When former presidents bury the hatchet
Jimmy Carter and Gerald R. Ford, two former presidents of the United States, published a joint article in the Reader's Digest this month. The subject was ''A time for courage in the Middle East.'' In a friendly appearance in Ann Arbor, Mich., Feb. 9 the two again joined forces; they took issue with charges that they are responsible for the $207 billion budget deficit under the Reagan administration. The new relationship seems to be broadening. The two former rivals say they have become close friends since they opposed each other in the 1976 election. It began when America's three living ex-presidents, including Richard Nixon, flew together in October 1981 to Cairo as part of the US delegation to the funeral of Anwar Sadat, the president of Egypt, who was assassinated.
The relationship inevitably recalls another famous political reconciliation in American history. Observers wonder how far it will go. Thomas Jefferson defeated John Adams in the presidential election of 1800. The nation's second and third presidents became estranged. Until then they had carried on a voluminous correspondence; suddenly it ceased.
There aren't very many former presidents in American public life. Their potentiality for leadership is often forgotten. Herbert Hoover, for example, left the capital in a storm of unpopularity fifty years ago. Then after a dozen years Harry Truman brought him back and put him to work. He did splendid service as head of commissions to study reorganization of the executive branch of the government. It is too bad that there is not more of that bipartisan cooperation today.
As for Jefferson and Adams they were brought together by the intercession of the kindly Philadelphian Dr. Benjamin Rush. Adams was living in Quincy, Mass., Jefferson at Monticello. Wasn't it about time that they resumed their former friendship they were asked? ''I always loved Jefferson,'' Adams responded impulsively, ''and still love him.'' It was only a question of time after that. As Dumas Malone, the chronicler of ''Jefferson and His Time,'' puts it, they ''reopened the dialogue which was to enrich the rest of his life and that of his correspondent, and the record of which was to prove a priceless gift to posterity.''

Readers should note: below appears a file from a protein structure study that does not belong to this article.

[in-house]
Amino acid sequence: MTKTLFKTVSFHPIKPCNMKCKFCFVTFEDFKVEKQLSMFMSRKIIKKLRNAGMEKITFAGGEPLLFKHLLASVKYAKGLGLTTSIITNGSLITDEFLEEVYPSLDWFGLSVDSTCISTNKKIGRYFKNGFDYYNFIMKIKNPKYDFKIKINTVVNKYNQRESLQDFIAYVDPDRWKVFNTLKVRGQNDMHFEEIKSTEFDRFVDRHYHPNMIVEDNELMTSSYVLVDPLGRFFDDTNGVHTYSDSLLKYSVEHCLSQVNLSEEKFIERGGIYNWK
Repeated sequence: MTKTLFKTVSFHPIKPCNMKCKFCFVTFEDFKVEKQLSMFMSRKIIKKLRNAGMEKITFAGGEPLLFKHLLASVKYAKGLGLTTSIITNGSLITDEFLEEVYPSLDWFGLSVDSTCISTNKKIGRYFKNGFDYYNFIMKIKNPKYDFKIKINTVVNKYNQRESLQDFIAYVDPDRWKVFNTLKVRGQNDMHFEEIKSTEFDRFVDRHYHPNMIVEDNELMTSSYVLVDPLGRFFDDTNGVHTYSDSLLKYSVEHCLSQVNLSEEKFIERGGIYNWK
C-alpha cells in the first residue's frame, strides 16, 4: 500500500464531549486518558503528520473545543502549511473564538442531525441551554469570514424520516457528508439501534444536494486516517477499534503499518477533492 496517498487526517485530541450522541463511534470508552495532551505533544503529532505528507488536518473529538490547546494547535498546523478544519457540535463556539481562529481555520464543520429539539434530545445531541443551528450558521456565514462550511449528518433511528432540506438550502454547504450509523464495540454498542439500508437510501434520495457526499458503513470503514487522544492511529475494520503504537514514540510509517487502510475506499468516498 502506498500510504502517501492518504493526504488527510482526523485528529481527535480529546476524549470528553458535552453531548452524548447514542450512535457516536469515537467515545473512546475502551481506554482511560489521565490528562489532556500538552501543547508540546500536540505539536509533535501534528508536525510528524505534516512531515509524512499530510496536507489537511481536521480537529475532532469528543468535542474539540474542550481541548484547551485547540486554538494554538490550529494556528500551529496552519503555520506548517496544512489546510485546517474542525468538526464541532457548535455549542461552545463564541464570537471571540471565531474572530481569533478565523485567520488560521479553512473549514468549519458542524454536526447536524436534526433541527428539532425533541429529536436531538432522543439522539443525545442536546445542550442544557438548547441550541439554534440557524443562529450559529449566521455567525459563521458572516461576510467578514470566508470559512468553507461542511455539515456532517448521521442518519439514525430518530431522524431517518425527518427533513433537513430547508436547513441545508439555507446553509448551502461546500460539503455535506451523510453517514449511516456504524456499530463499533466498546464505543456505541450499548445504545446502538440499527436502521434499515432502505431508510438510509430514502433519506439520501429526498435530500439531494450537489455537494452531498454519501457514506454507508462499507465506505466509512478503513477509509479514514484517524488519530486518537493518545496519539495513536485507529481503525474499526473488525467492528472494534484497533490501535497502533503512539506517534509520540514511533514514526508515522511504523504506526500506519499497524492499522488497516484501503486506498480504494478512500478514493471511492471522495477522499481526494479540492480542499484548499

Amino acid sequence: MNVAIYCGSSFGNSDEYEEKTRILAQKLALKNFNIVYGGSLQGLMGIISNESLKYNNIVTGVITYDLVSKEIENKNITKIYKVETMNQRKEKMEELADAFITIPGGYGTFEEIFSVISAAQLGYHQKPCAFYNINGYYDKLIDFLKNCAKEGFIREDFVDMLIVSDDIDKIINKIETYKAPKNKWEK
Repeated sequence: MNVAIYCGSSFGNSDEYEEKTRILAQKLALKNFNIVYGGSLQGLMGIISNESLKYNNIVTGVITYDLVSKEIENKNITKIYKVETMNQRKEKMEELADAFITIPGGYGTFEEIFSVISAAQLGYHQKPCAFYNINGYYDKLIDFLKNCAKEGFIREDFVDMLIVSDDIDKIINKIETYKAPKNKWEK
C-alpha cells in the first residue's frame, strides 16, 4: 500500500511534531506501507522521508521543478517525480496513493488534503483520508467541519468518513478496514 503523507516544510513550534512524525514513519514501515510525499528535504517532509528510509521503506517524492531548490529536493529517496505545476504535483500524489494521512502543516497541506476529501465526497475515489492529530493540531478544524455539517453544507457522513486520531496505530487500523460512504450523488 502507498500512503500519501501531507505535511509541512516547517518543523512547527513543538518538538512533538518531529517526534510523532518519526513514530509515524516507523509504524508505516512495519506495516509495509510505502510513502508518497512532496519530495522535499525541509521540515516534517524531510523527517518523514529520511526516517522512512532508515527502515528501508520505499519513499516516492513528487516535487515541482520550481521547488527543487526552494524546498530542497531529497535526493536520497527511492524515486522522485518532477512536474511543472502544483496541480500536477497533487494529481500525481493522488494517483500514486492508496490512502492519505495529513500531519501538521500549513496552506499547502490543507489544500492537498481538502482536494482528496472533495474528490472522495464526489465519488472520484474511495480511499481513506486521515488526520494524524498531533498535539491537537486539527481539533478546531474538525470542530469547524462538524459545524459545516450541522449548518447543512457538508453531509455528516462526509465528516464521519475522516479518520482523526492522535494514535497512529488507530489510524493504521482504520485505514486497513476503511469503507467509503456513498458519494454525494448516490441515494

Is there a parallel between then and now? Not in ease of communication. It doesn't take so long for Messrs Ford and Carter to reach understandings. At one point about 1813, Jefferson is pleased with the speedy transmission in the resumed Quincy-Monticello correspondence - only seven or eight days.
''Employing their respective talents,'' writes Mr. Malone, ''he and Adams had supplemented each other well (in preparing the Declaration of Independence). What the skilled literary craftsman from Virginia wrote was staunchly and successfully supported in crucial debate by the forceful delegate from Massachusetts. The former always looked back on this as the most memorable occasion in his public life, and he never forgot his fellow members of the class of 1776. In the first of his letters to Adams he lamented that so few of the signers of the Declaration were left. Among them, for services at the birth of the Republic, he always placed Adams first as that patriot surely knew.''
What do Messrs Ford and Carter have in common that now seems to draw them together? True they belong to rival parties as Adams and Jefferson did. But they share the unique experience of having had enormous power as head of the government and of now being private figures without portfolio. It always seems extraordinary to me that America does not make formal use of its retired presidents. Under most democratic systems they would automatically be in the cabinet, or in the front rank of the opposition. Here they have an ambiguous position. Messrs Ford and Carter have broken out of the mold by their joint comments on the Middle East. It amounts to a criticism of Prime Minister Menachem Begin's tough line. They are also drawn together by a defense of their economic record against the charge that they created the stupendous federal deficit. But more important than all this, probably, is the shared loneliness of their former power. They actually have sat in the Oval Office.